12 Tips To A Healthier Holiday Season
t's that time of the year when the leaves get crisp, wool scarves and tall boots cover shivering bodies, and there are more social events and tempting goodies than one can handle. The fall and winter months are especially notorious for having an impact on the waistlines of American's. But, don't fret, there are some things you can do to help prevent gaining the holiday weight.
Plan, plan, plan
If you know you will be in a tempting situation, make a point to set aside time to foresee any challenges that you may face and formulate a plan of action. What foods will you choose at this gathering? Do you need to bring your own foods? How will you respond to any questions you may get or pressure you may receive from other guests?
Do not go to social events hungry
Hunger is a strong driver to eat, and being hungry when you go to a social outing can take away the will power you need to make good choices. Having a small protein rich “mini meal” before a social event can help ensure that the will power you have is enough to help you stick to your goal. Have a protein-rich snack such as a protein drink, string cheese, Greek yogurt, lunchmeat roll ups, shrimp cocktail, etc. before you go.
Offer to bring a dish or appetizer
If you anticipate there won’t be too many healthy options at the event, offer to bring your own high protein or veggie option so you will have something to fill up on. Ideas include shrimp cocktail, lunch meat roll-ups, bean salad, veggie dip made with Greek yogurt, etc.
Place yourself away from the food
If you are not hungry, or it is not yet time to eat, find a location away from easy to grab snacks and appetizers to avoid eating “just because it’s there”.
Survey buffet table before you get your plate
Choose what you will take before getting in line so you do not get to the end of the buffet with way too much food. Start with a small plate and focus on protein first. This helps you emphasize the nutrient that controls hunger best. Next, add some veggies or salad. Finally, if necessary, pick a small portion of the carb “you can’t live without”.
Ask yourself “what is it that I really like?”
If your holiday tradition has included a favorite pie, what is it about that pie that is a real treat for you? Is it the crust, the topping or the filling? Taking a small portion of the filling, for example, still provides the taste but avoid the calories of the parts you can live without. If you like the whole dessert, try taking a smaller amount than you normally would.
Choose beverages wisely
Remember alcohol and high sugar drinks can really add up in calories (12 oz beer ~110-180 calories, 5 oz wine ~ 106 calories, 1.5 fl oz liquor ~ 105 calories). Making wise choices may be impaired with consumption of alcohol as well. Bring your own favorite low calorie beverage to sip on.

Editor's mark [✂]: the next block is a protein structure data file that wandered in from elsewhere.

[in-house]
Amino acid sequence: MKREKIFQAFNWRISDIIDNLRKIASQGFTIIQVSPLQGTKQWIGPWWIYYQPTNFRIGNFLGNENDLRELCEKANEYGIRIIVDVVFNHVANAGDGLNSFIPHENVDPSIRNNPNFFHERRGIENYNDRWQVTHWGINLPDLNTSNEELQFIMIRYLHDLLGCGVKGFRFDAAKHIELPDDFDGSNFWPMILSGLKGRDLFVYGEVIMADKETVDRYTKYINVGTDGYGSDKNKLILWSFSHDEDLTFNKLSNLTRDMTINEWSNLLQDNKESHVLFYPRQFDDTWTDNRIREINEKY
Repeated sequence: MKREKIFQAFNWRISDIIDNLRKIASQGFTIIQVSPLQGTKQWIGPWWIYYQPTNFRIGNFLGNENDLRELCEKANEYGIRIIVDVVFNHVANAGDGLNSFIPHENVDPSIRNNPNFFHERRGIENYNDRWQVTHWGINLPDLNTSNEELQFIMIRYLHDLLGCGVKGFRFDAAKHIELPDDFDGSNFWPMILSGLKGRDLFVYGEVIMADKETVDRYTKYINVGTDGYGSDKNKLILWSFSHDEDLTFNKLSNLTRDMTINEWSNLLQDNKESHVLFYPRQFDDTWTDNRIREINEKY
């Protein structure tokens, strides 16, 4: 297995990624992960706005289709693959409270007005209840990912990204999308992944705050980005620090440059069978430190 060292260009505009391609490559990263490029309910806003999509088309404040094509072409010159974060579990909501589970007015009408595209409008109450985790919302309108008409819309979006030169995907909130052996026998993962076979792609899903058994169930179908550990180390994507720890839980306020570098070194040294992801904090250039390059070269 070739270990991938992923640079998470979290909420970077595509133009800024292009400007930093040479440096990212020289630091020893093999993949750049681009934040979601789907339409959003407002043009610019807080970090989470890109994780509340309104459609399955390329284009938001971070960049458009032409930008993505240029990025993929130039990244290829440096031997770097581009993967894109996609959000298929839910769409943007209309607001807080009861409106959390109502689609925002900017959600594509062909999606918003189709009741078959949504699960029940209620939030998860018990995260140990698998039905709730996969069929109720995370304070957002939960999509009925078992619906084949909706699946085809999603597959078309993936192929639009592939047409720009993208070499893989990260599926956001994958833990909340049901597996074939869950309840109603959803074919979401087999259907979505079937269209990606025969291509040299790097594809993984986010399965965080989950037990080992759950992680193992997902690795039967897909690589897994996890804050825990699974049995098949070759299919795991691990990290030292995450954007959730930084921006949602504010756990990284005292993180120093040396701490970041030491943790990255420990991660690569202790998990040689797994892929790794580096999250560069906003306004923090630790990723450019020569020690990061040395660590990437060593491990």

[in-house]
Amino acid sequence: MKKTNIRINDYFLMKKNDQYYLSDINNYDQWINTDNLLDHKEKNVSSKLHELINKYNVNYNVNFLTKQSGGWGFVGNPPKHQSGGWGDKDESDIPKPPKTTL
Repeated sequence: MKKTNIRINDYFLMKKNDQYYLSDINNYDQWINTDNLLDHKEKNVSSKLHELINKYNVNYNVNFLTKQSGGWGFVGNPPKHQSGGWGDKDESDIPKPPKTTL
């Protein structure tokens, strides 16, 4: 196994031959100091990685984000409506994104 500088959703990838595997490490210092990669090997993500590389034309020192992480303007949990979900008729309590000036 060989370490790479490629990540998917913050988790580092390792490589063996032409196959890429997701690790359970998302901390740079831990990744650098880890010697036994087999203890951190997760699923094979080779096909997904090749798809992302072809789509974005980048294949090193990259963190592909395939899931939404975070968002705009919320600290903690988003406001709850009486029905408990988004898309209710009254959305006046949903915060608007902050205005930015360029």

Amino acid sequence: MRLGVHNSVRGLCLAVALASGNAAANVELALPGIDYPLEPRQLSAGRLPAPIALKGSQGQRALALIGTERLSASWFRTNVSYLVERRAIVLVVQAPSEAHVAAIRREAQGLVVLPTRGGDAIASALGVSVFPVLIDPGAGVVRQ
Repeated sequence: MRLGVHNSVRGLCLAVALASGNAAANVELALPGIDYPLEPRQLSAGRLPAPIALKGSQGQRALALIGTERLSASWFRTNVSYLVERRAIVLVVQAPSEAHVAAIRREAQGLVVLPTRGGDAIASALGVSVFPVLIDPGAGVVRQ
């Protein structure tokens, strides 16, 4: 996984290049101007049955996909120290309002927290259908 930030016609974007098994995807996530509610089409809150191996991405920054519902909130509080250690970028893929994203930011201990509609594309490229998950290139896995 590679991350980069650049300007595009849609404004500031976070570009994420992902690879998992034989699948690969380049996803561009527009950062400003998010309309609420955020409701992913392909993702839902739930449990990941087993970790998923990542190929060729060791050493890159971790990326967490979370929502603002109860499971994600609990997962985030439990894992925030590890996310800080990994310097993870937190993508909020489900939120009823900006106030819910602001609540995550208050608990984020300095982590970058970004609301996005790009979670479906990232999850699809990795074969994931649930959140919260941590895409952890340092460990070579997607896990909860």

Eat, breathe, chat, pause
Concentrate on your company. Have some great conversation and share some laughs with your family and friends. When it comes to the meal, take your time to savor each bite of food and enjoy it. Slow down and appreciate the sounds, smells, sights, and tastes of the holiday season. The first few bites deliver the most taste and pleasure, so eating a small portion brings as much pleasure and avoids the excess calories.
Be physically active
You can enjoy so many health benefits from physical activity. Moving your body burns calories, improves cardiovascular health, builds and maintains muscles, reduces stress, and improves mood. Some people find that days they exercise, they tend to eat healthier as well!
Holidays can be very stressful which may lead to an unhealthy relationship with food. Be sure to get plenty of sleep and find ways to reduce your stress. There are many websites and books that offer stress reducing strategies. Try a few and see which work for you.
Keep food and exercise logs
Many people find it helpful to record their food and exercise behaviors to keep on track. This is especially helpful during the holiday season when there may be many other things running through your mind. When time is limited during the holiday season, refer back to previous journal entries to find meal and snack ideas that you previously enjoyed. This will save you time having to brainstorm what to make when you have other priorities.
Also, if you feel you are more prone to emotional eating during the holidays, keep a food and feelings diary. If you are not eating due to actual hunger, try to determine why you are using food for comfort. Tell yourself that food will not give you a long-term fix to the issue or problem you are facing. Seek help from family members, friends, co-workers or counselors if you need.
Have a family gathering focused on games or an activity
Share an activity with friends and family that doesn’t have food as a centerpiece. Place yourself away from the food and try to distract yourself as much as you can. Bring your favorite puzzle, cards, or board game and start a family tradition! Some other ideas are Nintendo Wii challenges, team trivia games, Charades, watching a funny movie, or going for a walk outside as a group. Have some fun and notice how food becomes less important. Food is not the only pleasurable aspect of the holidays. Look at all the ways to enjoy family and friends and make the most of the season this year.
And most importantly, have some fun!